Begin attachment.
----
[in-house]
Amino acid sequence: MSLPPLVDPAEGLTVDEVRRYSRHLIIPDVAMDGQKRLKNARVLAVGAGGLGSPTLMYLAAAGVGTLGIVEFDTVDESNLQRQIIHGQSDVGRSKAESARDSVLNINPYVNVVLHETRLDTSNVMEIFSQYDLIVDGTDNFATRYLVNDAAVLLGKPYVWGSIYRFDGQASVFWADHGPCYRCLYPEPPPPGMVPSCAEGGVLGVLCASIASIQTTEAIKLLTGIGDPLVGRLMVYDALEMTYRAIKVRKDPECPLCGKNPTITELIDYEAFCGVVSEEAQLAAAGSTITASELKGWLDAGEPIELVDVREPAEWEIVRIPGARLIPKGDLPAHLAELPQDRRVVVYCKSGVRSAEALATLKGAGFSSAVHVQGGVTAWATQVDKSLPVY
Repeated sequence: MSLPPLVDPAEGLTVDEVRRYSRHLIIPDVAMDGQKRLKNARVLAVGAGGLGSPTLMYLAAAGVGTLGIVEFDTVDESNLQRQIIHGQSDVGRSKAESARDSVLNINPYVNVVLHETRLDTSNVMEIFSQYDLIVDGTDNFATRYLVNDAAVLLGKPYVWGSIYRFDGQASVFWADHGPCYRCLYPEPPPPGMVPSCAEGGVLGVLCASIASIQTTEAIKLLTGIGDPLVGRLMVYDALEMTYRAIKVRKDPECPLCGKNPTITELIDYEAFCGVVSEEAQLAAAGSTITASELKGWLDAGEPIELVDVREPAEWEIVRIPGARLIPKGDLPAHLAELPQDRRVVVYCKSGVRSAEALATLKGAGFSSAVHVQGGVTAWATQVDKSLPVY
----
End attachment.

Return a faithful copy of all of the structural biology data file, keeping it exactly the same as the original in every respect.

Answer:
[in-house]
Amino acid sequence: MSLPPLVDPAEGLTVDEVRRYSRHLIIPDVAMDGQKRLKNARVLAVGAGGLGSPTLMYLAAAGVGTLGIVEFDTVDESNLQRQIIHGQSDVGRSKAESARDSVLNINPYVNVVLHETRLDTSNVMEIFSQYDLIVDGTDNFATRYLVNDAAVLLGKPYVWGSIYRFDGQASVFWADHGPCYRCLYPEPPPPGMVPSCAEGGVLGVLCASIASIQTTEAIKLLTGIGDPLVGRLMVYDALEMTYRAIKVRKDPECPLCGKNPTITELIDYEAFCGVVSEEAQLAAAGSTITASELKGWLDAGEPIELVDVREPAEWEIVRIPGARLIPKGDLPAHLAELPQDRRVVVYCKSGVRSAEALATLKGAGFSSAVHVQGGVTAWATQVDKSLPVY
Repeated sequence: MSLPPLVDPAEGLTVDEVRRYSRHLIIPDVAMDGQKRLKNARVLAVGAGGLGSPTLMYLAAAGVGTLGIVEFDTVDESNLQRQIIHGQSDVGRSKAESARDSVLNINPYVNVVLHETRLDTSNVMEIFSQYDLIVDGTDNFATRYLVNDAAVLLGKPYVWGSIYRFDGQASVFWADHGPCYRCLYPEPPPPGMVPSCAEGGVLGVLCASIASIQTTEAIKLLTGIGDPLVGRLMVYDALEMTYRAIKVRKDPECPLCGKNPTITELIDYEAFCGVVSEEAQLAAAGSTITASELKGWLDAGEPIELVDVREPAEWEIVRIPGARLIPKGDLPAHLAELPQDRRVVVYCKSGVRSAEALATLKGAGFSSAVHVQGGVTAWATQVDKSLPVY